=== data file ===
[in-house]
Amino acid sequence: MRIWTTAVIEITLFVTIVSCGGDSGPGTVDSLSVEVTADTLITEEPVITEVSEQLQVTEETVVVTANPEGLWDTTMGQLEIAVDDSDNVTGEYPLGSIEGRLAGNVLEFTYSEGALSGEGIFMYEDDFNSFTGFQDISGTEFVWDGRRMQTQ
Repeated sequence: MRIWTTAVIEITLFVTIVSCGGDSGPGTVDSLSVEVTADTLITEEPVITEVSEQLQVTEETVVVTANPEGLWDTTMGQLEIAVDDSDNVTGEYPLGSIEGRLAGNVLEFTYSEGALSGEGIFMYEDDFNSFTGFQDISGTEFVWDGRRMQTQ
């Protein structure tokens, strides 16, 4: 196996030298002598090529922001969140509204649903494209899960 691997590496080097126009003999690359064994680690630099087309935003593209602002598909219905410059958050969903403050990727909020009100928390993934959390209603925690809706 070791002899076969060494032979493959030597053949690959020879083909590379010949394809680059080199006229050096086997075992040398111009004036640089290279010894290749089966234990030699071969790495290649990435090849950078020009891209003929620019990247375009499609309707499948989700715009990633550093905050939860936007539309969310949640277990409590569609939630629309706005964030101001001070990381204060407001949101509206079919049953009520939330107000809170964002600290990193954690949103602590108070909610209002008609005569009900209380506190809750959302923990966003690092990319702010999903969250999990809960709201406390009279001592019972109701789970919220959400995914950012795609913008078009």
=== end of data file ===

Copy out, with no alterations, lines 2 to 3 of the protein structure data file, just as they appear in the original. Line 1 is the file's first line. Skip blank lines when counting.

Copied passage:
Amino acid sequence: MRIWTTAVIEITLFVTIVSCGGDSGPGTVDSLSVEVTADTLITEEPVITEVSEQLQVTEETVVVTANPEGLWDTTMGQLEIAVDDSDNVTGEYPLGSIEGRLAGNVLEFTYSEGALSGEGIFMYEDDFNSFTGFQDISGTEFVWDGRRMQTQ
Repeated sequence: MRIWTTAVIEITLFVTIVSCGGDSGPGTVDSLSVEVTADTLITEEPVITEVSEQLQVTEETVVVTANPEGLWDTTMGQLEIAVDDSDNVTGEYPLGSIEGRLAGNVLEFTYSEGALSGEGIFMYEDDFNSFTGFQDISGTEFVWDGRRMQTQ